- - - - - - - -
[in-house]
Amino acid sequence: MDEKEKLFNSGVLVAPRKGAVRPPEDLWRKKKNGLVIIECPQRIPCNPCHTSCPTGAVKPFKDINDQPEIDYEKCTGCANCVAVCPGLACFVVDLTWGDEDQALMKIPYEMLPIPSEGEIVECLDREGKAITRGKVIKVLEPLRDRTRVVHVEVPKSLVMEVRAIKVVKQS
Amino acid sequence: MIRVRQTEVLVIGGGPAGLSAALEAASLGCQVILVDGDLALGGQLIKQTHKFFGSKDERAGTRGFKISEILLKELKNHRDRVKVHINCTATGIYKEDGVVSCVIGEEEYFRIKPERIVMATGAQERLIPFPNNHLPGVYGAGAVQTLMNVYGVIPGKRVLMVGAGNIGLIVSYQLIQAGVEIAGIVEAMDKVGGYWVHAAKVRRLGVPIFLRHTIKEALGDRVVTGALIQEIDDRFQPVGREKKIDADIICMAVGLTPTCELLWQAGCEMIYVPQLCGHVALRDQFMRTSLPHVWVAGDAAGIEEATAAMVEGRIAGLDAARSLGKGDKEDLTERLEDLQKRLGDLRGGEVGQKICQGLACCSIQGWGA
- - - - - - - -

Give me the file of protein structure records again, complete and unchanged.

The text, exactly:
[in-house]
Amino acid sequence: MDEKEKLFNSGVLVAPRKGAVRPPEDLWRKKKNGLVIIECPQRIPCNPCHTSCPTGAVKPFKDINDQPEIDYEKCTGCANCVAVCPGLACFVVDLTWGDEDQALMKIPYEMLPIPSEGEIVECLDREGKAITRGKVIKVLEPLRDRTRVVHVEVPKSLVMEVRAIKVVKQS
Amino acid sequence: MIRVRQTEVLVIGGGPAGLSAALEAASLGCQVILVDGDLALGGQLIKQTHKFFGSKDERAGTRGFKISEILLKELKNHRDRVKVHINCTATGIYKEDGVVSCVIGEEEYFRIKPERIVMATGAQERLIPFPNNHLPGVYGAGAVQTLMNVYGVIPGKRVLMVGAGNIGLIVSYQLIQAGVEIAGIVEAMDKVGGYWVHAAKVRRLGVPIFLRHTIKEALGDRVVTGALIQEIDDRFQPVGREKKIDADIICMAVGLTPTCELLWQAGCEMIYVPQLCGHVALRDQFMRTSLPHVWVAGDAAGIEEATAAMVEGRIAGLDAARSLGKGDKEDLTERLEDLQKRLGDLRGGEVGQKICQGLACCSIQGWGA